When it came to buying a sleigh, the most popular models were ones with a single seat board–which also happened to be the cheapest. The popular Portland Sleigh was light and durable. In the late 19th century, styles evolved to suit changing consumer tastes. Designs imitating carriage bodies swept the upscale market such as the cabriolet, phaeton, and curricle. European sleigh designs also became popular, including the Russian and German Sleigh. Upscale consumers wanted unique and custom models, and the Nyack sleigh designers met that need.
An upscale four-passenger sleigh made by the Christie brothers was sold to William Hand, owner of the Hand Mansion on Franklin Street in Nyack, on January 31, 1888. The price was $85.00.
Two large Nyack sleigh factories were in operation for most of the 19th century. In both cases, they designed and manufactured a wide variety of sleighs for local use but also for national distribution to upscale carriage companies which chose not to manufacture sleighs. Other local Nyack companies painted, serviced, and repaired sleighs.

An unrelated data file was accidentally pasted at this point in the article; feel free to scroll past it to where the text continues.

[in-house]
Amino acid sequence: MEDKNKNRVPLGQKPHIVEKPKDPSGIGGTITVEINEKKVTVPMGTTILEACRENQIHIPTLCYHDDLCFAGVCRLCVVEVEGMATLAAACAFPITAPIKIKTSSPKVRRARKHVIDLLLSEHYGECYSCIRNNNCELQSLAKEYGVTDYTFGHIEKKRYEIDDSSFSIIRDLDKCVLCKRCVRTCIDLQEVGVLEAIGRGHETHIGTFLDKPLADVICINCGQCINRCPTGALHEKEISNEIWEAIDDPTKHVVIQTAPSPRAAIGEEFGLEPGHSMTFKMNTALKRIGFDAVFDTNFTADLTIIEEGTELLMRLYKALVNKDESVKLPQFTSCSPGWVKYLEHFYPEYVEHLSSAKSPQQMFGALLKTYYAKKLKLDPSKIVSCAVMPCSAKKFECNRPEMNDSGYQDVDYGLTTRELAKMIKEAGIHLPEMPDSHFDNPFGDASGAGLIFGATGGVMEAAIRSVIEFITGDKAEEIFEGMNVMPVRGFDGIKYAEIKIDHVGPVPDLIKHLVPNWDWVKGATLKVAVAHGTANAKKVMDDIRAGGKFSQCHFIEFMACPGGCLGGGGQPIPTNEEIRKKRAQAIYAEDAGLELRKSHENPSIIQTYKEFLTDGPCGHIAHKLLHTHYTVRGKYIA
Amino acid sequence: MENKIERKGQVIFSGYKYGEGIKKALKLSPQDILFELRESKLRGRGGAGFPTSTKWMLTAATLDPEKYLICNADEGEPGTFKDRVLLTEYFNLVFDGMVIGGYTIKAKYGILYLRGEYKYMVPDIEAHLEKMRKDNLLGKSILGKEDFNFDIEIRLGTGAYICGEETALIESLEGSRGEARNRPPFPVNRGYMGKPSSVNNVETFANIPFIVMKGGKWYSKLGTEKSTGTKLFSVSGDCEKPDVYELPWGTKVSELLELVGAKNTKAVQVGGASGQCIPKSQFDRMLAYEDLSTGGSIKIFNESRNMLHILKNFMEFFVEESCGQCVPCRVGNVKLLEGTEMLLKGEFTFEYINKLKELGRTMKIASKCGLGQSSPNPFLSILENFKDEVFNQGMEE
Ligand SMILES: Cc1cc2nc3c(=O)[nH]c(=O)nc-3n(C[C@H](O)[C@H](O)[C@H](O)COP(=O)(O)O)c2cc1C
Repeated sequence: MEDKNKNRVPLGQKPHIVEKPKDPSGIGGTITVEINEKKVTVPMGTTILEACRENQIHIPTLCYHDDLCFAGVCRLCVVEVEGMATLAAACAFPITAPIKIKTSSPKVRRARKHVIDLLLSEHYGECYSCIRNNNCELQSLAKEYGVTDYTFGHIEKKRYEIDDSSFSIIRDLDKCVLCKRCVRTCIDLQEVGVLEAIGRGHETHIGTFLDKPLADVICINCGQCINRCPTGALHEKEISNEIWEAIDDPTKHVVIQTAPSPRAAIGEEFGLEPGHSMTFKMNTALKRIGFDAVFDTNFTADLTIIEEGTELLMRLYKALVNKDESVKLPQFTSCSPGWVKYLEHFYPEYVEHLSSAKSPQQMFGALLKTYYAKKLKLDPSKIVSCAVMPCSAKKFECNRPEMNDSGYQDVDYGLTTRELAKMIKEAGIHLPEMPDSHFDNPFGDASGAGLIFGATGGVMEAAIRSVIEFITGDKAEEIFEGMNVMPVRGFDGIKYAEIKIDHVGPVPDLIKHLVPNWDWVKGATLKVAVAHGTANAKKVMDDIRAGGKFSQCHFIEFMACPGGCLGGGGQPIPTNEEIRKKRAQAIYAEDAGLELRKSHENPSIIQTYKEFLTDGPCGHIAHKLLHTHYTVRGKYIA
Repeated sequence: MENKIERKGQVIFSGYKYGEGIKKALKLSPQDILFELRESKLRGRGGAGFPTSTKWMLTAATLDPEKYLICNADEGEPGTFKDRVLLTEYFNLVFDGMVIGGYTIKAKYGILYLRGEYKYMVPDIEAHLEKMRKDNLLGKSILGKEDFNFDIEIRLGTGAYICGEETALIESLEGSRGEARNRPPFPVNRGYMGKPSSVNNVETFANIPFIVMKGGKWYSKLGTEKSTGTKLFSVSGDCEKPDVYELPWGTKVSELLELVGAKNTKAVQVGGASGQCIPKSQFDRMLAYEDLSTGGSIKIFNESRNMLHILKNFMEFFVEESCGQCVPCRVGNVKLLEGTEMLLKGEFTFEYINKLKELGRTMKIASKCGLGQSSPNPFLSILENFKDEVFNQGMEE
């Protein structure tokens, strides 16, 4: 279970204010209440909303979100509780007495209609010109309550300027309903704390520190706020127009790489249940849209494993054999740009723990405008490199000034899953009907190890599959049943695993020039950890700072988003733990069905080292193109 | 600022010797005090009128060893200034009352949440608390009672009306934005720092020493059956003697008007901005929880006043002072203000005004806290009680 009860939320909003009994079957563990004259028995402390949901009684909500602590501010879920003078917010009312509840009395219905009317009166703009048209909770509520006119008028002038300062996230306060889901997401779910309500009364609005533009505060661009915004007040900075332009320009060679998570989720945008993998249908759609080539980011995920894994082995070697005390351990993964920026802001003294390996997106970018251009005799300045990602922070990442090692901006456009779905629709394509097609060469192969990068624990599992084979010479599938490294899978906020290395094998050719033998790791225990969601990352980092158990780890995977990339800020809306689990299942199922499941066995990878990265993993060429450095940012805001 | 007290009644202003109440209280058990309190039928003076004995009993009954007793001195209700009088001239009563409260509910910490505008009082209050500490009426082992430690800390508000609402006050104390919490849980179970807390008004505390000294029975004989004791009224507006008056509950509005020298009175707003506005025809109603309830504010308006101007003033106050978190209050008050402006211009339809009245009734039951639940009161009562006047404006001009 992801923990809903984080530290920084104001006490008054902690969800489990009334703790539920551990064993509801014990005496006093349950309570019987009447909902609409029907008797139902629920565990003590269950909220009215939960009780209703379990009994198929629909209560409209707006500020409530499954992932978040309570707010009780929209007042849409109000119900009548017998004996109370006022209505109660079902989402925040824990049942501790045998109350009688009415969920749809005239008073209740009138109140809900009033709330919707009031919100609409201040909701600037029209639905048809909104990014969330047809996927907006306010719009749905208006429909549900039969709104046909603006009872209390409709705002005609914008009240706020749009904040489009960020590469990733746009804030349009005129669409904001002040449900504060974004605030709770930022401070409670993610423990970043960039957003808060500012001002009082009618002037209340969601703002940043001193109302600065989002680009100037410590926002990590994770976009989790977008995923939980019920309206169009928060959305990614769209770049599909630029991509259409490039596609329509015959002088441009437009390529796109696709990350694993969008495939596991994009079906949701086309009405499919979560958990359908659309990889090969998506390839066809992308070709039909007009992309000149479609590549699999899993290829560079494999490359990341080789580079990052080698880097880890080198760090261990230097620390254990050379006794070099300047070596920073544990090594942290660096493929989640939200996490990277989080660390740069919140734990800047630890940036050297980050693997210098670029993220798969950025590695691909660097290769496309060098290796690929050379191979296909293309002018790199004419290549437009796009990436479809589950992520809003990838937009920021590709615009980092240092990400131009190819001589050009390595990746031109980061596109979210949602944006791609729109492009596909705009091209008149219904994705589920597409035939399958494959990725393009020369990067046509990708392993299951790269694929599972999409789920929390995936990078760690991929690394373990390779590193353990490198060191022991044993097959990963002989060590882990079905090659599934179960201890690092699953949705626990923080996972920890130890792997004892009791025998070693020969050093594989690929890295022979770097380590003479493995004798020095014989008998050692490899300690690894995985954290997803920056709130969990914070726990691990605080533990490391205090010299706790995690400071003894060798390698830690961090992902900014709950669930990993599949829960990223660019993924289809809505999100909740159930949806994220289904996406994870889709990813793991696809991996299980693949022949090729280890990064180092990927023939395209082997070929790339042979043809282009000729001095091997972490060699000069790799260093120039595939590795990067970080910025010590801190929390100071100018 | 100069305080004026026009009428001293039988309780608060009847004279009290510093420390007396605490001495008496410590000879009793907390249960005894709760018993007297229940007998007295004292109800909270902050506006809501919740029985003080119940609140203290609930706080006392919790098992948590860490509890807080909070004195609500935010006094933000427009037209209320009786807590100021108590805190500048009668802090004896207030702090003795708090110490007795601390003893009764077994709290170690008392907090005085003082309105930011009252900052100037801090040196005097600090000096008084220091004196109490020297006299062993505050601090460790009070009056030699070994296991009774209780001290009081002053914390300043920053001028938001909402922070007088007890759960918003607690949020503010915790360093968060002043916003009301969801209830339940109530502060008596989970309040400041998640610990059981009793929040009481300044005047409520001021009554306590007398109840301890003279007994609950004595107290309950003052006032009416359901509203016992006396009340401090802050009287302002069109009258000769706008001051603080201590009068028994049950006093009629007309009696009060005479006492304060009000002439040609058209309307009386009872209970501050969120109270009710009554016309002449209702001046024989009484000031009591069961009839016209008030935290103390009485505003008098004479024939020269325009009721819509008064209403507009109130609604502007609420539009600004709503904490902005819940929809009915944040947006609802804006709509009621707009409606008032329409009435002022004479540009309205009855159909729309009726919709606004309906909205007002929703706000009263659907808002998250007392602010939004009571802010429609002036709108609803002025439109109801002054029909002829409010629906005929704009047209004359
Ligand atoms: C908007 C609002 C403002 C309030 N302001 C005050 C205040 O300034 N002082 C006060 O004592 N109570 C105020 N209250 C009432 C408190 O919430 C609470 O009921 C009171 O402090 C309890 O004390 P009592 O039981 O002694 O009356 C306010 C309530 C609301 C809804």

The Wright Factory
E.L.Wright began making carriages in 1843. He also made wagons, harnesses, and over 27 different kinds of sleighs. His large factory was located in a three-story wood-framed building at Hudson and Railroad Avenues (now called Depot Place).
(At the time, Railroad Avenue continued from Cedar Hill to Depew. Pavion Cosmetics bought the street in 1985 and it was absorbed into their factory. Railroad Avenue was later absorbed into the Nyack Plaza apartments.)
The Wright factory was near the Nyack Train Station, so it was a convenient location to send finished sleighs to distributors. The wood factory burned down in the 1880s and was rebuilt in 1887 as a brick factory that was run by Wright’s son, Ornan P. Wright.
O.P. Wright’s designs were often featured in Carriage Monthly, a national trade magazine. His Russian Six-Seat Vis-à-Vis sleigh body had panels on all sides that represented a shell with tiger heads carved at the doors. The bodies were painted in ultramarine blue striped with light blue. The sleighs were trimmed in blue cloth. The cushions had diamond-plaited tops with fancy buttons. And the rugs were blue with narrow red stripes bound with laces.